The SciTech Daily reported on April 12 2021 new metabolic capabilities of gut bacteria, according to a study by University of Vienna and Professor David Schleheck from the University of Konstanz. For the first time, the researchers found that our gut microbes digest plant-based, sulfur-containing sugar sulfoquinovose, which exist in many green vegetables such as spinach and algae. They found that low concentrations of hydrogen sulfide in the gut can have anti-inflammatory effects, while excessive amounts may be connected to diseases such as cancer.

An earlier study by microbiologist David Schleheck at the University of Konstanz discovered that other microorganisms can use the sulfosugar as a nutrient. Now, they have confirmed that the gut microbiome in humans contribute to how nutrition affects our health.

The new study found that "sulfoquinovose stimulates the growth of very specific key organisms in the gut microbiome,” says David Schleheck quoted in SciTech Daily, including Eubacterium rectale which is associated with healthy people. On the other hand, high concentrations were associated with chronic inflammatory diseases.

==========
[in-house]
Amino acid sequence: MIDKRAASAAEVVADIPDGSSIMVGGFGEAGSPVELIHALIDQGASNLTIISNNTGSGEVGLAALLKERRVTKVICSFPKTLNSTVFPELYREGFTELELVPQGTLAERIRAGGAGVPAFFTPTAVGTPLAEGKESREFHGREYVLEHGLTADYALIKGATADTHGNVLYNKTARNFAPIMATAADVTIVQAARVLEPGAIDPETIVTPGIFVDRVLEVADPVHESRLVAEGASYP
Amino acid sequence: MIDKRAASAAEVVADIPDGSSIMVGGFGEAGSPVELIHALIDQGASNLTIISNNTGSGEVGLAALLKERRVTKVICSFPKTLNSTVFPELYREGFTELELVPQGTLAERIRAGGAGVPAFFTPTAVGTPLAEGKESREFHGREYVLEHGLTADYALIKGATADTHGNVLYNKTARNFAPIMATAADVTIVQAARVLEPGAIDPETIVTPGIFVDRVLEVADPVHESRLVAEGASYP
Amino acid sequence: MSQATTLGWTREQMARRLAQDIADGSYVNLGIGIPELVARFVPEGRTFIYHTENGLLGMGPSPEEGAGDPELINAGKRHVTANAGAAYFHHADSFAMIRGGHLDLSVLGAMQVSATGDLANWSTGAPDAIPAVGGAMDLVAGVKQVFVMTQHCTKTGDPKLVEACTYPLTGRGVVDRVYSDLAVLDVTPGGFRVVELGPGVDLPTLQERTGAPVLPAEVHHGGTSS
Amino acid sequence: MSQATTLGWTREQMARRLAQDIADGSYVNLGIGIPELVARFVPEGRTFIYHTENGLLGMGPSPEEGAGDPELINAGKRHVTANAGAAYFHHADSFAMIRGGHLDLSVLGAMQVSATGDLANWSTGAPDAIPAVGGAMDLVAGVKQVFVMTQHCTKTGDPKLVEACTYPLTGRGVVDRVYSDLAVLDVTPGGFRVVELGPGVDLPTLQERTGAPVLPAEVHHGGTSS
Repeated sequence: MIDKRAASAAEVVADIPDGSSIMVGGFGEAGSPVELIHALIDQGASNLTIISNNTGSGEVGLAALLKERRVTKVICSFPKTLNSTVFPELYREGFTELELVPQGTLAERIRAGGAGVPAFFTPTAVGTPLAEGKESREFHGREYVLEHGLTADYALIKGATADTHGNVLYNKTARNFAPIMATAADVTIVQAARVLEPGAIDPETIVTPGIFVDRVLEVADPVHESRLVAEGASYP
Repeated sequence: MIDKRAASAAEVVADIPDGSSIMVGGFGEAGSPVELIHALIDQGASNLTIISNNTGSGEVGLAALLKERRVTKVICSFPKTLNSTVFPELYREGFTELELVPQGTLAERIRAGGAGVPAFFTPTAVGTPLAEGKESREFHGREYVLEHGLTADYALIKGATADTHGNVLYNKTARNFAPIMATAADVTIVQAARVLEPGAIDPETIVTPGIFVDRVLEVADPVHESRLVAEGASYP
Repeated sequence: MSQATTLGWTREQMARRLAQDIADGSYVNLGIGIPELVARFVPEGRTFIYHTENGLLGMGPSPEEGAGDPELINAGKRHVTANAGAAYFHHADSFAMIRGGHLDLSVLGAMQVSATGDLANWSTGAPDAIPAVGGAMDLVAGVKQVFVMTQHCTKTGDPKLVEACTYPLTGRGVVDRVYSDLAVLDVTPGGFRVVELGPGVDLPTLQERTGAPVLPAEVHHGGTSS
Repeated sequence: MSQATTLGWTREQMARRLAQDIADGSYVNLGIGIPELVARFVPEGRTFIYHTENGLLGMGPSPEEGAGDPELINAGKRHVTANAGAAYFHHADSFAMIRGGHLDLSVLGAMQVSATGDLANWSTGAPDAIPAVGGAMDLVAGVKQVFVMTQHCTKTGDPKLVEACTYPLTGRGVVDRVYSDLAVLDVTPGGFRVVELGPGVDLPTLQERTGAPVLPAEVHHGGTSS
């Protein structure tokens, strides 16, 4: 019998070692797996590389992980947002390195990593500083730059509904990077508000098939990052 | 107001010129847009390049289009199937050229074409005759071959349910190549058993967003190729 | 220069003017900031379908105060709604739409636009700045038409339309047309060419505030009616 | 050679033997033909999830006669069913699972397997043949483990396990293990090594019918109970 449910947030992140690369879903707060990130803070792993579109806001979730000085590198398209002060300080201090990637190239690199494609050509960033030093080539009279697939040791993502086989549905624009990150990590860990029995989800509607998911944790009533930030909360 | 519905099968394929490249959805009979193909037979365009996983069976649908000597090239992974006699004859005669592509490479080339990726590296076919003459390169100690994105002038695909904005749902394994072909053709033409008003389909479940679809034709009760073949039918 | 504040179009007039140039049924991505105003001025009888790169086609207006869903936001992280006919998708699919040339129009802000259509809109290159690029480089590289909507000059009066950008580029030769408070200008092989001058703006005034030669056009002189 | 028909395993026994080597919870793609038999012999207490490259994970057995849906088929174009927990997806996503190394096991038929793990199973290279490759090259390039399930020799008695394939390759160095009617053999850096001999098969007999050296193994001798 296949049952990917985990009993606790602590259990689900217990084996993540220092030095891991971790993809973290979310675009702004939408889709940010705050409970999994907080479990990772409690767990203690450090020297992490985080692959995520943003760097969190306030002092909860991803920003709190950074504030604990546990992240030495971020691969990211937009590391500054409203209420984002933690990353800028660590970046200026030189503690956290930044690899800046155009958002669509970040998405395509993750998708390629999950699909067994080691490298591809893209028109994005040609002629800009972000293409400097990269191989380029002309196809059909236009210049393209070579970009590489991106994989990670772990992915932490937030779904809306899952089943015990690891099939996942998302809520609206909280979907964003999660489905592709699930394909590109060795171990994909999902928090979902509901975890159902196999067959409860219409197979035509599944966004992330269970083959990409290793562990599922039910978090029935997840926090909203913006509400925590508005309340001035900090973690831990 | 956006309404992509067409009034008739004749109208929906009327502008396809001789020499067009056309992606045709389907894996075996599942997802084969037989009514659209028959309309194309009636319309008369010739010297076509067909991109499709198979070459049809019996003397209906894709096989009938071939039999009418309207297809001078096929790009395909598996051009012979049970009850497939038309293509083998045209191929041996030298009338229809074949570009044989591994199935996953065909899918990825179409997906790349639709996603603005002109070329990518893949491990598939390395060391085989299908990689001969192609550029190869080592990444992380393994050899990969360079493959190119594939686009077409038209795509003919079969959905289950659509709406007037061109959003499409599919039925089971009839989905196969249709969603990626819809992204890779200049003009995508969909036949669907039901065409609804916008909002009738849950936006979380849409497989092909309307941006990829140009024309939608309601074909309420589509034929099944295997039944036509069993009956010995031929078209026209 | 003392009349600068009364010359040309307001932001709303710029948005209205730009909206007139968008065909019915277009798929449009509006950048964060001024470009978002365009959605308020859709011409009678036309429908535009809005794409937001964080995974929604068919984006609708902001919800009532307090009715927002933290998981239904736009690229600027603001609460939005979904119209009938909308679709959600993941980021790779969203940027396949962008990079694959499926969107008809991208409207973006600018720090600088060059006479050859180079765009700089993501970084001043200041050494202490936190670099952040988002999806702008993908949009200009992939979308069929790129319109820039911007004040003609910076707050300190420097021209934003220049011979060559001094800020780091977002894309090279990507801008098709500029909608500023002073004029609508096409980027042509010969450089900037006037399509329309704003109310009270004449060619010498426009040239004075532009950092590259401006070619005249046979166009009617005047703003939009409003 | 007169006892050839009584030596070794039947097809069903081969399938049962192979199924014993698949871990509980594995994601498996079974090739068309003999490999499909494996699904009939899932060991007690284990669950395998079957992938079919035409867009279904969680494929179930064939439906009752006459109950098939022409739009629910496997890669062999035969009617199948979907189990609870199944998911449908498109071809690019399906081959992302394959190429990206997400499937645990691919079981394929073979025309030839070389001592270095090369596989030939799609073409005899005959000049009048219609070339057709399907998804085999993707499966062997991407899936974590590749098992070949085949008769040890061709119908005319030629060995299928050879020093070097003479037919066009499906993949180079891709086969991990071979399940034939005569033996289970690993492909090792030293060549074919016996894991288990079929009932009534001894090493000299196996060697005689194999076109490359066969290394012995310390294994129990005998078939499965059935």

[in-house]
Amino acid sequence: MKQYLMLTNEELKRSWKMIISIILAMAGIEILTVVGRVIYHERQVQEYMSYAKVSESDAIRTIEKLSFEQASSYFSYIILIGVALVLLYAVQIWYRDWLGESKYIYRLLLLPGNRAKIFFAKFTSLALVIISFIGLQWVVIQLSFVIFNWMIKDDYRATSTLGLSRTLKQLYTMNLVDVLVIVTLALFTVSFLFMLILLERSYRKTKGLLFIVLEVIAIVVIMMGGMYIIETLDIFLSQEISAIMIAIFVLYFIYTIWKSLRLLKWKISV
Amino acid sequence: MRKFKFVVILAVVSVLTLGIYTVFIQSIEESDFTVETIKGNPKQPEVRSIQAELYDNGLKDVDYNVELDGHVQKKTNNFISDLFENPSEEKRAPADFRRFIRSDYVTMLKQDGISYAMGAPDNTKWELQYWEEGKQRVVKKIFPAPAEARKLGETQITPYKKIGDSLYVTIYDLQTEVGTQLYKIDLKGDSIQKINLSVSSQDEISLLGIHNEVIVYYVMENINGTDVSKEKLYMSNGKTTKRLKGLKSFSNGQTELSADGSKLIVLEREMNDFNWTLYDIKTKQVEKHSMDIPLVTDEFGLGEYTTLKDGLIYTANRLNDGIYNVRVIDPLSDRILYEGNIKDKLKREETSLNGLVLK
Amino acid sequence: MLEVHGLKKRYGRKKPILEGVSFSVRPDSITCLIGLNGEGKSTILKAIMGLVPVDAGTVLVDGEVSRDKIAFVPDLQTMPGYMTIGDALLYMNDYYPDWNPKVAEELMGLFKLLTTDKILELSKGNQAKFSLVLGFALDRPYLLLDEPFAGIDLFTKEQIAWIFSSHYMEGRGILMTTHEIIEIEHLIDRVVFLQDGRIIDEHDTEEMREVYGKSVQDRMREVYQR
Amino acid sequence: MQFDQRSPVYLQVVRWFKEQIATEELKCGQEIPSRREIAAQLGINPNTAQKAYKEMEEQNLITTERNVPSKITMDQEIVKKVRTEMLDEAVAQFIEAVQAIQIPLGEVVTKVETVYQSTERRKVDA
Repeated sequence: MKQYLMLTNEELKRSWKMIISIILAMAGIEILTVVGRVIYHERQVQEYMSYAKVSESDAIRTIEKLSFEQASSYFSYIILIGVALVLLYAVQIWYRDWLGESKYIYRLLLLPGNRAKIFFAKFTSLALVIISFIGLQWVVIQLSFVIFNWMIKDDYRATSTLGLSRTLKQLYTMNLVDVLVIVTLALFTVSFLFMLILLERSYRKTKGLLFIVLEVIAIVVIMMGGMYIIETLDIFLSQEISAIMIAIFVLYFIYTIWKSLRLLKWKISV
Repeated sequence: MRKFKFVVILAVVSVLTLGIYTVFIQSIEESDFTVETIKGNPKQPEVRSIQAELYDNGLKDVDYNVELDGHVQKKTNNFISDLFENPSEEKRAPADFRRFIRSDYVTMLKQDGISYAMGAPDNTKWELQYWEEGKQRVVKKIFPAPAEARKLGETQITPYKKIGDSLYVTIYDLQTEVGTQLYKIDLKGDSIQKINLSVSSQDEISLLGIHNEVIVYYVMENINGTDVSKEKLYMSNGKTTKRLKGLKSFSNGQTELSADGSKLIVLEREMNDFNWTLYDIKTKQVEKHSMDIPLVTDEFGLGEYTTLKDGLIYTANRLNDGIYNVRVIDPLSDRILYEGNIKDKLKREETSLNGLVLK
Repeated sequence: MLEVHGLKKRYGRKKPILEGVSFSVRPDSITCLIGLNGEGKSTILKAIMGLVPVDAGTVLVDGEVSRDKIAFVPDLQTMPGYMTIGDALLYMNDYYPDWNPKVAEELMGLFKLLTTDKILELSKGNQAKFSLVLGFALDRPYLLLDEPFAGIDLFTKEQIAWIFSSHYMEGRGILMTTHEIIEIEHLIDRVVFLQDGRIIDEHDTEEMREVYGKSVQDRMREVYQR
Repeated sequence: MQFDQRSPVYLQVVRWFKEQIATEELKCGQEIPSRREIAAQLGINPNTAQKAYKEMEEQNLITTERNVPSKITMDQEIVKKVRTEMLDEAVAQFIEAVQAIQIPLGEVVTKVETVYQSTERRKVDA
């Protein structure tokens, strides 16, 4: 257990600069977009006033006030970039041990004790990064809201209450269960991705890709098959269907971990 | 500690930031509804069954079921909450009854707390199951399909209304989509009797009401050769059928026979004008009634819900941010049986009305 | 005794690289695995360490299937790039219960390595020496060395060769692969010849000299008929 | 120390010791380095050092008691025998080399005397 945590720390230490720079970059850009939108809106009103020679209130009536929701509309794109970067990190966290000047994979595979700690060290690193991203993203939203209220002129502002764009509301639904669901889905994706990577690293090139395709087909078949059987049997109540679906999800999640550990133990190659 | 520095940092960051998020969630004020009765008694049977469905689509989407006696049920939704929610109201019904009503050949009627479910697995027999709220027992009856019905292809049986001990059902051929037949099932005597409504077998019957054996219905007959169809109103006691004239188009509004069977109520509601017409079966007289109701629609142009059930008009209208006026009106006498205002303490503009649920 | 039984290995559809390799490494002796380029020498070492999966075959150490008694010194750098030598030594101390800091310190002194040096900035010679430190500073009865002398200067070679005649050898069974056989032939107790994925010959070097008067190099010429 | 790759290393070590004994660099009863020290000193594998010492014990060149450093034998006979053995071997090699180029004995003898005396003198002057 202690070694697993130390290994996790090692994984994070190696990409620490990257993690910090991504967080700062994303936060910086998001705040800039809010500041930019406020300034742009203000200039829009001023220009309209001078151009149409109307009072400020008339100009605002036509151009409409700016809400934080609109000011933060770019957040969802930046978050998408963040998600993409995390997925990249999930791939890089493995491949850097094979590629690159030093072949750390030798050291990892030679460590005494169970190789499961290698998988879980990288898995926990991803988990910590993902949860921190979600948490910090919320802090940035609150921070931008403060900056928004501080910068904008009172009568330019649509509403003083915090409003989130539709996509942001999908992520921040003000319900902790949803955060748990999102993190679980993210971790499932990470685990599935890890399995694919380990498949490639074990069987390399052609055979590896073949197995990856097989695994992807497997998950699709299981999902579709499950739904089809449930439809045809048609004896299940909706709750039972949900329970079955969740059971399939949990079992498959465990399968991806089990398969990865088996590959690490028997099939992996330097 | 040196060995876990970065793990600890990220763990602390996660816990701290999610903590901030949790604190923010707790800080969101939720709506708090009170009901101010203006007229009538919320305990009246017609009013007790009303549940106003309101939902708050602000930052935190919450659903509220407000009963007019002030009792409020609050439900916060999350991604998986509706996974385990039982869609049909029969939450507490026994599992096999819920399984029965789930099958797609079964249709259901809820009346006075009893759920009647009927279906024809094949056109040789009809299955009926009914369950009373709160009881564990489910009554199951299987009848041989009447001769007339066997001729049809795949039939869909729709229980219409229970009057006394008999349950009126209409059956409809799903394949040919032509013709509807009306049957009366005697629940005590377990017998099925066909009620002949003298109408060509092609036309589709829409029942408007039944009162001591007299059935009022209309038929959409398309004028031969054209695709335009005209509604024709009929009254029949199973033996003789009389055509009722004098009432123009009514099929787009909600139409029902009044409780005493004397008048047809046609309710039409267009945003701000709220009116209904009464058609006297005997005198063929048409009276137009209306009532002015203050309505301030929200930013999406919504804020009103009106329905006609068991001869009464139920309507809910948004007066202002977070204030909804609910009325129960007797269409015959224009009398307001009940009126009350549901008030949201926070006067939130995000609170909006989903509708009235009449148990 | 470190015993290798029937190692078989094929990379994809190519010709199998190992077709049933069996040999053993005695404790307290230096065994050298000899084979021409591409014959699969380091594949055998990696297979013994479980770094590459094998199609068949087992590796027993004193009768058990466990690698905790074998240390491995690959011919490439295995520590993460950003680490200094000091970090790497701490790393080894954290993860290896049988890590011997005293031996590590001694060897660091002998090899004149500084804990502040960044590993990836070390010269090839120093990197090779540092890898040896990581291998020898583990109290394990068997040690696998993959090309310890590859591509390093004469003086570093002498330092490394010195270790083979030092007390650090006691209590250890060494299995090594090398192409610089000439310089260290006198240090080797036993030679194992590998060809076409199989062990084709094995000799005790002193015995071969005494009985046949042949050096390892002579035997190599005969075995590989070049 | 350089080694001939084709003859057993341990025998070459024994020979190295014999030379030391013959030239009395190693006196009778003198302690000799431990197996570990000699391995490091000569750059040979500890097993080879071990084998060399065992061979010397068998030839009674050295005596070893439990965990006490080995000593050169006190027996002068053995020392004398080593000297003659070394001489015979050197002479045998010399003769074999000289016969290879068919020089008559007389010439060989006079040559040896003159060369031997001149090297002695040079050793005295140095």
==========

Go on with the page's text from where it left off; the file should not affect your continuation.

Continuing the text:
https://scitechdaily.com/popeye-with-a-whiff-of-rotten-eggs-new-metabolic-capabilities-of-gut-bacteria-discovered/amp/

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Environment such as diet plays key role in one's microbiome

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source: dreamstime.com source: dreamstime.com
Quoted in the Harvard Gazette March 23 2021, “Evidence in humans and many animals to this point suggests that, surprisingly, genetics plays a small role compared to environmental influences,” according to Rachel Carmody, an assistant professor in the Department of Human Evolutionary Biology and principal investigator of the department’s Nutritional and Microbial Ecology Lab.

Her team studied a number of different animals that were domesticated and given "foods originally cultivated for human use, in processed forms that are relatively easily digestible," Carmody is quoted as saying in the Harvard Gazette article. The result is they found that the microbiomes of these different species, from dogs to pigs to rabbits, became commonly similar. Carmody’s lab previously studied how the gut biome squad of both mice and humans changed, and changed quickly, simply through diet changes. The end result suggests that genetics plays a limited role in gut microbiome make up.

https://news.harvard.edu/gazette/story/2021/03/new-study-shows-that-diet-has-major-impact-on-gut-biomes/